MEMETERIA by Thomas May

Music & the Arts

A Nose Job That Works

Study for The Nose by Wm Kentridge; photo by Nick Heavican

Study for The Nose by Wm Kentridge; photo by Nick Heavican

I met with an interesting group today for the Met’s HD simulcast of The Nose. A few of us recalled and shared our impressions of the Return of Ulysses production by Stephen Stubbs’ Pacific MusicWorks, which featured the unforgettable work of director William Kentridge and the Handspring Puppet Company of South Africa.

The excellence of Kentridge’s Shostakovich production – originating in 2010 and the Met’s first staging of The Nose – comes from his approach to the opera’s absurdism. Together with his first-rate design team, Kentridge gives full scope to this example of Shostakovich’s unbridled imagination, refusing to settle for a merely surreal comic tone.

With the opera’s massive cast and complex array of minor parts, Kentridge could have all too easily overwhelmed us with visual distractions, yet the many layers he adds to the narrative – the acres of newsprint reconfigured as collage, the animated film segments showing the separate “life” enjoyed by the autonomous Nose, and the urban chaos of early-Bolshevik Petersburg/Leningrad – all cohere and enhance the opera’s effectiveness.

Nikolai Gogol’s 1836 short story about the hapless assessor Platon Kuzmich Kovalyov – who wakes up after getting a shave from his aggressive barber to discover his nose has gone missing – predates Kafka’s The Metamorphosis by more than three-quarters of a century. (Along with its Kafka reference, Philip Roth’s The Breast reverses Gogol’s conceit into synecdoche.)

Like the German playwright Georg Büchner (Woyzeck dates from the same time), Gogol inspired a modernist opera in the following century. Berg’s take on his source became an instant classic, while Shostakovich’s disappeared for decades. Kentridge in turn makes this fascinating score, which soon after its premiere staging in 1930 fell into oblivion, come alive for the 21st century. (What other operas involve a declaration of independence by body parts? I can only think of Poulenc’s Les mamelles de Tirésias, with its breasts-turned-to-balloons that float away from the fed-up Thérèse – but she celebrates her sex change.)

This ranks among the finest new productions the Met has ventured under Peter Gelb’s tenure. What an illuminating discovery this score is for anyone whose familiarity with Shostakovich is limited to the Fifth Symphony or even the great string quartets. The incendiary brilliance of the young artist – he had already made a splash with his First Symphony at age 19 – is almost frightening. Sheer invention abounds in every corner of the orchestra, including innovative writing for percussion, along with a declamatory setting of the text that carries Mussorgsky’s ideas of natural musical speech rhythm forward – Shostakovich isn’t afraid of dispensing with the comforts of mere melody.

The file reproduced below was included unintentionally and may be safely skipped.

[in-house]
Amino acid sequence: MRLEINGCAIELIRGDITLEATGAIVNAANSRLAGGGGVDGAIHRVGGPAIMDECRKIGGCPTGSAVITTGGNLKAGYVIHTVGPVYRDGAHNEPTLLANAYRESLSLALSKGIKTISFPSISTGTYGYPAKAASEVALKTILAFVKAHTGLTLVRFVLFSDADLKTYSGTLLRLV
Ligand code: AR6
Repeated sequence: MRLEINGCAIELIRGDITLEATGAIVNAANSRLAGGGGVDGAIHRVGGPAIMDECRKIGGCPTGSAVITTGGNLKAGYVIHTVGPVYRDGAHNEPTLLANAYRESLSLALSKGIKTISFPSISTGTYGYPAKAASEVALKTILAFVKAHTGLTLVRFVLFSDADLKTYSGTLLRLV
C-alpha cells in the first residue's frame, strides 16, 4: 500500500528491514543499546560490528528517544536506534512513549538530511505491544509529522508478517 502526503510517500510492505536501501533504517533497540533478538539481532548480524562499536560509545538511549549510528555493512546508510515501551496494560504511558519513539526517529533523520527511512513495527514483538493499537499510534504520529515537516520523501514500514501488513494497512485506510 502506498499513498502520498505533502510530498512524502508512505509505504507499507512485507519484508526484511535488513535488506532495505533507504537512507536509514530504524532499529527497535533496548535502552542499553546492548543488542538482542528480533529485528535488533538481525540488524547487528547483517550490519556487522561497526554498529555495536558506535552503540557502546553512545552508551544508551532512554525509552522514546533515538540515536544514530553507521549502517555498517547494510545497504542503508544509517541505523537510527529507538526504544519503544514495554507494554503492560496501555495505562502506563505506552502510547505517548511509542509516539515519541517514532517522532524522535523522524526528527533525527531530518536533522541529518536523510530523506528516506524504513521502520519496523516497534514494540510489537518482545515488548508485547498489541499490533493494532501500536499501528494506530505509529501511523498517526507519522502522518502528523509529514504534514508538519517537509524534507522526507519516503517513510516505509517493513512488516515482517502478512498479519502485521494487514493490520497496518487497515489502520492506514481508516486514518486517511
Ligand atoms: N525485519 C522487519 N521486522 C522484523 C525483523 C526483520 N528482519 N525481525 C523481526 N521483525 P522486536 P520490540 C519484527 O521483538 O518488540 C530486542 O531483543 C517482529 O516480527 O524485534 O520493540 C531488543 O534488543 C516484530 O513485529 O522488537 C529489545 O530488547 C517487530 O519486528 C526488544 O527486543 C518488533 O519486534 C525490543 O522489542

Young Shostakovich

Young Shostakovich

It all drives home how much the art of opera lost as the result of the dreadful turning point in Shostakovich’s career, when his next opera was denounced by Stalin’s culture police six years after The Nose came and went. My colleague Roger Downey, a superb critic and an expert in opera and theater, wondered how Shostakovich would have developed if he hadn’t been forced to bend to the strictures of Socialist Realism. The Nose contains so many intriguing what-ifs in that regard.

One quibble with the production – or perhaps with the structure of the opera itself: up to the end of the second act, the story follows Kovalyov’s desperate quest for his nose-gone-rogue clearly enough. (A wonderful idea was to provide ad hoc “entr’acte” music by having the orchestra improvise on the ritual of tuning.) So what’s all the business with the police and the train station in the third act? Why do they suddenly turn on the Nose and subdue it? Of course the absurdism is only strengthened by playing the narrative logic “straight,” but here it just becomes confusing.

The Nose of course demands to be read as an allegory – whether of the gullibility of us readers (Gogol), or of social hierarchy and the indifference of government bureaucracy (not so interesting), or of the inner division we feel as creative individuals (Kentridge’s take).

It occurred to me, especially from our current perspective, that The Nose could also be viewed as an allegory for the tension in early Modernism between the purist objective of autonomy (the abstract ideal) and the mongrel forms of the avant-garde imagination. Shostakovich himself emphasized the centrality of collaboration in this opera, its status as music theater and not “pure” music – precisely the strengths of Kentridge’s production.

In a recent review of Jacques Rancière’s Aisthesis, Hal Foster evaluates the French philosopher’s model of three “regimes” of art in the Western tradition. He points out that the new stylistic freedom permitted by the “aesthetic regime” – in which “the image is no longer the codified expression of a thought or feeling” (Rancière) – doesn’t require a contradiction between Modernist abstraction and the Dadaist/Surrealist “mission to reconnect art and life” in Rancière’s model: “the aesthetic regime is precisely this dialectic of modernist purity and avant-garde worldliness.”

Filed under: aesthetics, Metropolitan Opera, opera


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